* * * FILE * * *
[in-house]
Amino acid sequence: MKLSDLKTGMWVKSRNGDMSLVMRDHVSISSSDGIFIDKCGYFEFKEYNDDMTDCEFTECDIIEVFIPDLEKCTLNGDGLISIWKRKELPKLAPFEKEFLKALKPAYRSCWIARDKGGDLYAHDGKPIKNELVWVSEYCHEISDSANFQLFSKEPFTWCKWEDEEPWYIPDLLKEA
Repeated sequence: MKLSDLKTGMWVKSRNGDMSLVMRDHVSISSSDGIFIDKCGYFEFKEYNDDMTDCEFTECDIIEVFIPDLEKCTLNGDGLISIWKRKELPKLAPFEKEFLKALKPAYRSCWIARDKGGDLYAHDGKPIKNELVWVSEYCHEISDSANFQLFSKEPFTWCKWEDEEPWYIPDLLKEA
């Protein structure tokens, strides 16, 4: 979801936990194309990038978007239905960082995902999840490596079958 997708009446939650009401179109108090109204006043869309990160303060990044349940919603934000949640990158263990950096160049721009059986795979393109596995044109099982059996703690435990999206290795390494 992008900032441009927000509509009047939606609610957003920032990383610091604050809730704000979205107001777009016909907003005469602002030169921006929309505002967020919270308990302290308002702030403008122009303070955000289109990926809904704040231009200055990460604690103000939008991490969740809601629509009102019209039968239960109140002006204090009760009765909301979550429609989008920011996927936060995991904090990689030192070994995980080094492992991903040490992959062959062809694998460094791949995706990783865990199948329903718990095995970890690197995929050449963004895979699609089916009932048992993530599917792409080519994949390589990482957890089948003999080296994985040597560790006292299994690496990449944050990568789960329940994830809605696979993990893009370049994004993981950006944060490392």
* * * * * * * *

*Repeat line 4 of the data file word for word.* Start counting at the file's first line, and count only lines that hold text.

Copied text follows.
């Protein structure tokens, strides 16, 4: 979801936990194309990038978007239905960082995902999840490596079958 997708009446939650009401179109108090109204006043869309990160303060990044349940919603934000949640990158263990950096160049721009059986795979393109596995044109099982059996703690435990999206290795390494 992008900032441009927000509509009047939606609610957003920032990383610091604050809730704000979205107001777009016909907003005469602002030169921006929309505002967020919270308990302290308002702030403008122009303070955000289109990926809904704040231009200055990460604690103000939008991490969740809601629509009102019209039968239960109140002006204090009760009765909301979550429609989008920011996927936060995991904090990689030192070994995980080094492992991903040490992959062959062809694998460094791949995706990783865990199948329903718990095995970890690197995929050449963004895979699609089916009932048992993530599917792409080519994949390589990482957890089948003999080296994985040597560790006292299994690496990449944050990568789960329940994830809605696979993990893009370049994004993981950006944060490392």